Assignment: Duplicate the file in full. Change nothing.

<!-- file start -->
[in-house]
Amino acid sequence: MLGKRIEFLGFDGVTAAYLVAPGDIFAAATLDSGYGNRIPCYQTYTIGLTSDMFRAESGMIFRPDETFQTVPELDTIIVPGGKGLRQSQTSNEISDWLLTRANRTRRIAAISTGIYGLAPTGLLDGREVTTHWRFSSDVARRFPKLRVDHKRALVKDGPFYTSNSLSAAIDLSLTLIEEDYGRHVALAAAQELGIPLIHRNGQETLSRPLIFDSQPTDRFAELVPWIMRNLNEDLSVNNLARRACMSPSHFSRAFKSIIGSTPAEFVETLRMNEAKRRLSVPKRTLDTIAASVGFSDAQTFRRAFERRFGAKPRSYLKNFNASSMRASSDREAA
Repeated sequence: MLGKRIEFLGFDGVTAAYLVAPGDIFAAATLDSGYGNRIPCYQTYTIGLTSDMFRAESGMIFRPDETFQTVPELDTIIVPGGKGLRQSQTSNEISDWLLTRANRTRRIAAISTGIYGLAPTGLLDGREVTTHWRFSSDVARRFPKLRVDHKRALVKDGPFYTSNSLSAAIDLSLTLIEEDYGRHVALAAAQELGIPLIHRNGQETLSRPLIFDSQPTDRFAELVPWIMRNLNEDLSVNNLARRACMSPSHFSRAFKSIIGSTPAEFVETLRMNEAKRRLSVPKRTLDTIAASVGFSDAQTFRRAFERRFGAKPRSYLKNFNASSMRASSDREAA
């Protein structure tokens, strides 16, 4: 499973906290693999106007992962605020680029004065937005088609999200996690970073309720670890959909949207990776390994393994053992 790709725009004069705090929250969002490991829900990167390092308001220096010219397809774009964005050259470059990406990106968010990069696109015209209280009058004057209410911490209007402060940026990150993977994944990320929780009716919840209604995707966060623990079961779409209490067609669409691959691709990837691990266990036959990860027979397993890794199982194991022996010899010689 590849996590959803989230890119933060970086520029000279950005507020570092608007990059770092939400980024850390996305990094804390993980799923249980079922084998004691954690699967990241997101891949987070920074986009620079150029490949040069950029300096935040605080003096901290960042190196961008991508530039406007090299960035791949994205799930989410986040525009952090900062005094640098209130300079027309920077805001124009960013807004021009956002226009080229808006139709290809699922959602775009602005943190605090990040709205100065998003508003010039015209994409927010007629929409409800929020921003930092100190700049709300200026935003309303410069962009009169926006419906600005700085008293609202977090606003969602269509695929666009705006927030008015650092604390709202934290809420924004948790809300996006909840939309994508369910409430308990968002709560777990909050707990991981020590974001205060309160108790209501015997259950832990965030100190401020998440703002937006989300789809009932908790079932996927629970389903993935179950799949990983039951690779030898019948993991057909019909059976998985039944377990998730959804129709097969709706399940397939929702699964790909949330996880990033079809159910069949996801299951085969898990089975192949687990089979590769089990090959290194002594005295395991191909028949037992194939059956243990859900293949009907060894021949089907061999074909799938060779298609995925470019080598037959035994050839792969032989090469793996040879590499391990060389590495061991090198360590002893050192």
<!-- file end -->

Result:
[in-house]
Amino acid sequence: MLGKRIEFLGFDGVTAAYLVAPGDIFAAATLDSGYGNRIPCYQTYTIGLTSDMFRAESGMIFRPDETFQTVPELDTIIVPGGKGLRQSQTSNEISDWLLTRANRTRRIAAISTGIYGLAPTGLLDGREVTTHWRFSSDVARRFPKLRVDHKRALVKDGPFYTSNSLSAAIDLSLTLIEEDYGRHVALAAAQELGIPLIHRNGQETLSRPLIFDSQPTDRFAELVPWIMRNLNEDLSVNNLARRACMSPSHFSRAFKSIIGSTPAEFVETLRMNEAKRRLSVPKRTLDTIAASVGFSDAQTFRRAFERRFGAKPRSYLKNFNASSMRASSDREAA
Repeated sequence: MLGKRIEFLGFDGVTAAYLVAPGDIFAAATLDSGYGNRIPCYQTYTIGLTSDMFRAESGMIFRPDETFQTVPELDTIIVPGGKGLRQSQTSNEISDWLLTRANRTRRIAAISTGIYGLAPTGLLDGREVTTHWRFSSDVARRFPKLRVDHKRALVKDGPFYTSNSLSAAIDLSLTLIEEDYGRHVALAAAQELGIPLIHRNGQETLSRPLIFDSQPTDRFAELVPWIMRNLNEDLSVNNLARRACMSPSHFSRAFKSIIGSTPAEFVETLRMNEAKRRLSVPKRTLDTIAASVGFSDAQTFRRAFERRFGAKPRSYLKNFNASSMRASSDREAA
């Protein structure tokens, strides 16, 4: 499973906290693999106007992962605020680029004065937005088609999200996690970073309720670890959909949207990776390994393994053992 790709725009004069705090929250969002490991829900990167390092308001220096010219397809774009964005050259470059990406990106968010990069696109015209209280009058004057209410911490209007402060940026990150993977994944990320929780009716919840209604995707966060623990079961779409209490067609669409691959691709990837691990266990036959990860027979397993890794199982194991022996010899010689 590849996590959803989230890119933060970086520029000279950005507020570092608007990059770092939400980024850390996305990094804390993980799923249980079922084998004691954690699967990241997101891949987070920074986009620079150029490949040069950029300096935040605080003096901290960042190196961008991508530039406007090299960035791949994205799930989410986040525009952090900062005094640098209130300079027309920077805001124009960013807004021009956002226009080229808006139709290809699922959602775009602005943190605090990040709205100065998003508003010039015209994409927010007629929409409800929020921003930092100190700049709300200026935003309303410069962009009169926006419906600005700085008293609202977090606003969602269509695929666009705006927030008015650092604390709202934290809420924004948790809300996006909840939309994508369910409430308990968002709560777990909050707990991981020590974001205060309160108790209501015997259950832990965030100190401020998440703002937006989300789809009932908790079932996927629970389903993935179950799949990983039951690779030898019948993991057909019909059976998985039944377990998730959804129709097969709706399940397939929702699964790909949330996880990033079809159910069949996801299951085969898990089975192949687990089979590769089990090959290194002594005295395991191909028949037992194939059956243990859900293949009907060894021949089907061999074909799938060779298609995925470019080598037959035994050839792969032989090469793996040879590499391990060389590495061991090198360590002893050192």